COVID Blues: Notes from the Underground

Many of you are sick of reading about the coronavirus. Honestly, I don’t want to write about it. Still, I feel obliged to contribute something to the conversation.

Don’t worry. I won’t use phrases such as “in these troubling times,” nor will I insert any other ominous adjective. (I’m looking at you “uncertain.”) No, I’ve seen enough of those in my inbox. Your Endless Garden Bar is a thing of beauty, Ruby Tuesday, but if I am going to risk getting takeout, I’ll be patronizing a local mom and pop instead of a global chain, thank you.

Nor will I offer any speculation about the “new normal.” I know what “normal” is right now, and I don’t love it. Wondering if our urban areas will change drastically, if large corporations will squash all local retailers, if we’ll all wind up getting everything delivered from here on out, if we’ll ever shake hands again … I’ll leave that up to thinkpieces in The Atlantic. I will say that I hope hugging will be kosher in the near future. If I don’t get a chance to wrap my arms around my mama again soon, I’m going to lose it. #ProudMamasBoy #ComeAtMe

I also will avoid any dire, apocalyptic talk or discussion about the horrendous nature of this virus. I realize doing so is probably a point of privilege. I’ve read the horror stories of death, suffocating, unable to hold a loved one’s hand, and it’s all too awful for me to process. That doesn’t mean I don’t feel a great swell of sorrow and empathy for those affected. It’s just that, again, that’s been written time and again.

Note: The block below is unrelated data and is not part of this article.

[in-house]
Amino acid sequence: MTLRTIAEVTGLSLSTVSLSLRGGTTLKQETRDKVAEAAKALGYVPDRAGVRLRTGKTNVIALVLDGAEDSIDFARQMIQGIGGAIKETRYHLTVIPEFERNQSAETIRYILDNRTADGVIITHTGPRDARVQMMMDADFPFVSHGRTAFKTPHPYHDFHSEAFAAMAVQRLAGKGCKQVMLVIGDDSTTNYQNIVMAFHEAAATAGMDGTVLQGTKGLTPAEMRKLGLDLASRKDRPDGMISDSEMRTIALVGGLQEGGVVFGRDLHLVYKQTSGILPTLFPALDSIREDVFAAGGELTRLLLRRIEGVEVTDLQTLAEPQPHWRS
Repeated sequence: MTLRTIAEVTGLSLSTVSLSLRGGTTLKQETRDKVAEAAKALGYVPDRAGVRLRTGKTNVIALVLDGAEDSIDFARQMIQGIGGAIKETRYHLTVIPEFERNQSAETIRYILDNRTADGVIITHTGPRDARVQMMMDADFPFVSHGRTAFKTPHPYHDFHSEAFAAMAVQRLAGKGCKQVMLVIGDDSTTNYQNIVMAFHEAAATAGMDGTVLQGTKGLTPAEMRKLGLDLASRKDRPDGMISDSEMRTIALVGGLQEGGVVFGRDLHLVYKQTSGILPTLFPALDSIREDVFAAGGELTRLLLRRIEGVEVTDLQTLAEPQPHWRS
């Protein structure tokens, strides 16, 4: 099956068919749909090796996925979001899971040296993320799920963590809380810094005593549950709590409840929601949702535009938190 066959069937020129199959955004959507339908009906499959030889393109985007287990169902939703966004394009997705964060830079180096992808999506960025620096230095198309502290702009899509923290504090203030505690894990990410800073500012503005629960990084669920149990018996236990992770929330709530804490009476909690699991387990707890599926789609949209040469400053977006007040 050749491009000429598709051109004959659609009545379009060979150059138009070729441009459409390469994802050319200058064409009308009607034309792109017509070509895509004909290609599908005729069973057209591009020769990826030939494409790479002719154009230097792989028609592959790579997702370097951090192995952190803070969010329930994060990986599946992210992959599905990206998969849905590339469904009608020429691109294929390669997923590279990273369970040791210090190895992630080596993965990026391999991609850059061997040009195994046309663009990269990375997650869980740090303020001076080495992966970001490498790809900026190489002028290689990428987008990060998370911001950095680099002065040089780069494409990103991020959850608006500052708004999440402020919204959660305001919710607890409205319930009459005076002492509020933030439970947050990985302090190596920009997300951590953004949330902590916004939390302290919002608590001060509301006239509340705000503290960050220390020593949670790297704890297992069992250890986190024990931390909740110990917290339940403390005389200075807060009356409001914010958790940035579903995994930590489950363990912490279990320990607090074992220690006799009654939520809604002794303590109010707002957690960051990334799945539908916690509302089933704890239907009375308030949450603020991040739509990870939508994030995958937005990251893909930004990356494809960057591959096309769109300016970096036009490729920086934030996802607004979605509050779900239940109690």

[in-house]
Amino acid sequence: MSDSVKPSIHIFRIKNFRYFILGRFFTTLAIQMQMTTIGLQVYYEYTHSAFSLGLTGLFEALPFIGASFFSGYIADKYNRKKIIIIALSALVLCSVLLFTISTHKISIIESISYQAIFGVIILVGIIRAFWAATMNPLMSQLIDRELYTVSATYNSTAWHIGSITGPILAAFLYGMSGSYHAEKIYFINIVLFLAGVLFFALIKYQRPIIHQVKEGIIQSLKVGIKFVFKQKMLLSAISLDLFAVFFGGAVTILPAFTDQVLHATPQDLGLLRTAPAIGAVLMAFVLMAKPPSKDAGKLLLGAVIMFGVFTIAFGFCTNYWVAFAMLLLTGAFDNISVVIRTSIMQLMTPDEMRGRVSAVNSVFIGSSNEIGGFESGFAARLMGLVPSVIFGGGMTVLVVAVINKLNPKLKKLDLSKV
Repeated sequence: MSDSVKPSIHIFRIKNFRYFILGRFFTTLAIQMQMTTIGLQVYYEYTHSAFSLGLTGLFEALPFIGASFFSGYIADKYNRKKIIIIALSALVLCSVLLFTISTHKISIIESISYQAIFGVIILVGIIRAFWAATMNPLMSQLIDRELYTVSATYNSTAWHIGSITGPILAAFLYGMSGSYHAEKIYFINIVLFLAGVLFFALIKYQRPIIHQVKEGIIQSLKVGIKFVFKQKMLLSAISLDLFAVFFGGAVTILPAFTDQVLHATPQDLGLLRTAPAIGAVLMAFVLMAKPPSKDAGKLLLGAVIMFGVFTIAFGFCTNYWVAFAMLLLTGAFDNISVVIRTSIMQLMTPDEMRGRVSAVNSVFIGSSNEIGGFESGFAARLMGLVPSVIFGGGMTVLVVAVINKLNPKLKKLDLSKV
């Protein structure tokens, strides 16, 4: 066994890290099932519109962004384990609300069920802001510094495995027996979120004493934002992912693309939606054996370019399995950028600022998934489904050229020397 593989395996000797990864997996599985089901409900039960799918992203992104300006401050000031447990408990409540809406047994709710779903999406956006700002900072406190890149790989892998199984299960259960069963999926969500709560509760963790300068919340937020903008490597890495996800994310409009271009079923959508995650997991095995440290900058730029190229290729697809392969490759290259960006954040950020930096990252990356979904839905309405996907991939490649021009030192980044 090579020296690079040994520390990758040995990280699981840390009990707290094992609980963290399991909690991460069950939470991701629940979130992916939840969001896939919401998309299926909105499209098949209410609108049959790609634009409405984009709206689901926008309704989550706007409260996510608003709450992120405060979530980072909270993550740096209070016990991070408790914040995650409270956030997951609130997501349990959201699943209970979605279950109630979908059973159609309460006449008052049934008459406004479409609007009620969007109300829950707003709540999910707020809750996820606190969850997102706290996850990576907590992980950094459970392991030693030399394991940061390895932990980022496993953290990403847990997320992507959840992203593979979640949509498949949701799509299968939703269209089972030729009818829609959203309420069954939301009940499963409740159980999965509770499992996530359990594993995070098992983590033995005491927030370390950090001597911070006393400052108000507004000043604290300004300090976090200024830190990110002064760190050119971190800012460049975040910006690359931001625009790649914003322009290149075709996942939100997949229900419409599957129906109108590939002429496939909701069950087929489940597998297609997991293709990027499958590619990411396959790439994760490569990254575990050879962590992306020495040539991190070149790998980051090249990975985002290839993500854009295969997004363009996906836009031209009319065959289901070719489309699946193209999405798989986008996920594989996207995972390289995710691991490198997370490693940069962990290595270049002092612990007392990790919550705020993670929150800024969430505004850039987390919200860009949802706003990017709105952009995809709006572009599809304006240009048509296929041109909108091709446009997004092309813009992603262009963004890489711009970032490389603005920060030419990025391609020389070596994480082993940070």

What I do want to ponder is the effect these days of stay-at-home have had on me personally. Maybe readers can relate; maybe it’s unique to me. However, with so much time to sit around and do nothing but be alone with my thoughts, for my own gratification if nothing else, I feel I should spill some metaphorical ink on the topic.

While reiterating that I know how fortunate I am–we have enough in the bank that I can get a heaping helping of groceries and remain isolated for weeks, not to mention I am one of the lucky ones who is able to work from home and keep a steady paycheck–that doesn’t mean this hasn’t taken a toll.